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Kansas Legislature and education policy

From Kansas Policy Institute.

The Legislative Session and Education Policy

By David Dorsey

If the legislative session had a theme regarding education policy, it would be the title of Dr. Leo Marvin’s book Baby Steps from the movie What About Bob?. Because even though great strides at improving education fell short, at least it’s a beginning.

The lawmakers in Topeka wrapped up a lengthy, contentious weekend session last week, but then again, aren’t all marathon sessions led by the sleep-deprived contentious? The highest profile, most controversial piece of legislation to move on to the Governor is House Bill 2506, a law that contains several education policy provisions. The most controversial section is the provision that, in some cases, allows school districts to more easily terminate teachers. This, of course, got KNEA to rally teachers to the statehouse. At least the legislature got their attention. Typically, teachers are about as interested in the legislative session as casual fans are interested in college basketball after their March Madness brackets go bust.

The irony is, regardless of the ballyhoo raised by KNEA and the gauntlet of teachers lining the hallways of the capitol clad in their red unification t-shirts, most of us good, enlightened teachers are also opposed to teacher tenure. And many I know would be tougher on incompetent teachers than this new legislation allows. Believe me, there is nothing more frustrating and indefensible as watching groups of students, year in and year out, being deprived of a solid education because of a weak teacher. This is especially true for those teachers who inherit the students the following year. It’s one of the reasons I don’t belong to the union. It expends too much energy shielding incompetent teachers. So, in my opinion, the teacher tenure provision of House Bill 2506 is a good start.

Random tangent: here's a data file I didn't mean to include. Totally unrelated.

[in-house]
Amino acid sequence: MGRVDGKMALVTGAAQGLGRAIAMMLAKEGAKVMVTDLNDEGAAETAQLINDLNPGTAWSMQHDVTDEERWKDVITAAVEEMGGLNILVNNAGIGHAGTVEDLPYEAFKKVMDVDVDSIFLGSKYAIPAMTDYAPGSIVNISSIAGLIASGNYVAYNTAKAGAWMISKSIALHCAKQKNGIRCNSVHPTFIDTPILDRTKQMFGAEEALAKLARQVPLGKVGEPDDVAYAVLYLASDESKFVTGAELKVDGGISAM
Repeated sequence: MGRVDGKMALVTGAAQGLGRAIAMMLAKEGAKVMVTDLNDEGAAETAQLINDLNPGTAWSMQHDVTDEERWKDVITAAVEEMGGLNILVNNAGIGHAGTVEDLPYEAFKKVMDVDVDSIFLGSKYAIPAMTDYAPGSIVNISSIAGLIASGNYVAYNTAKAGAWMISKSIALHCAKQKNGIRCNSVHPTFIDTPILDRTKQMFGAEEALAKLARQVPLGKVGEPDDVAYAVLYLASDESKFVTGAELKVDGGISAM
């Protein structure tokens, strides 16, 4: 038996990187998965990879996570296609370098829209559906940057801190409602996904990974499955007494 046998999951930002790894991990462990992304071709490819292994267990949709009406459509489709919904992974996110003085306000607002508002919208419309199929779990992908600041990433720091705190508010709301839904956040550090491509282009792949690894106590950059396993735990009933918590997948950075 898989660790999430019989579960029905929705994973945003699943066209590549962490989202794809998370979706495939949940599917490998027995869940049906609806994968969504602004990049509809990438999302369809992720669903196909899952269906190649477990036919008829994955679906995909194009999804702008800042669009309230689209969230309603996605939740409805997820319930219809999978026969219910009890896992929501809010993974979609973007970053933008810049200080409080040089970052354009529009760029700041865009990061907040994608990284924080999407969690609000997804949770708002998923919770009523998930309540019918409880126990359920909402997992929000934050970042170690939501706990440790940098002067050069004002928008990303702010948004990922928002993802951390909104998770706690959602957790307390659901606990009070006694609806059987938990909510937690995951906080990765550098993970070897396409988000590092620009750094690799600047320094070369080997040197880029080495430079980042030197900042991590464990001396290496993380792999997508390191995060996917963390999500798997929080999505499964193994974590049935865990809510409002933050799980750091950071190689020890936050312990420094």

There are a few other sections of the bill worth noting. One is the alternate teacher licensure provision that will allow some to qualify to teach without going through a traditional licensure program. This is targeted to math and science in the middle and high schools. In its current form, it won’t have much of an impact on alternate licensure at a macro level, but it is a step in the right direction toward getting additional qualified people in the teaching profession.

Another proviso that made the final cut is the creation of a tax credit for corporations to give scholarships to at-risk students from low achieving public schools to attend private schools. This means some families will have a choice to leave low performing schools. Full disclosure here, I am finishing my teaching career at one of those schools and I welcome the opportunity for some of our students to get a better chance. I would have liked to have seen even more students and families get the opportunity, but maybe next session.

After all, “baby steps,” right?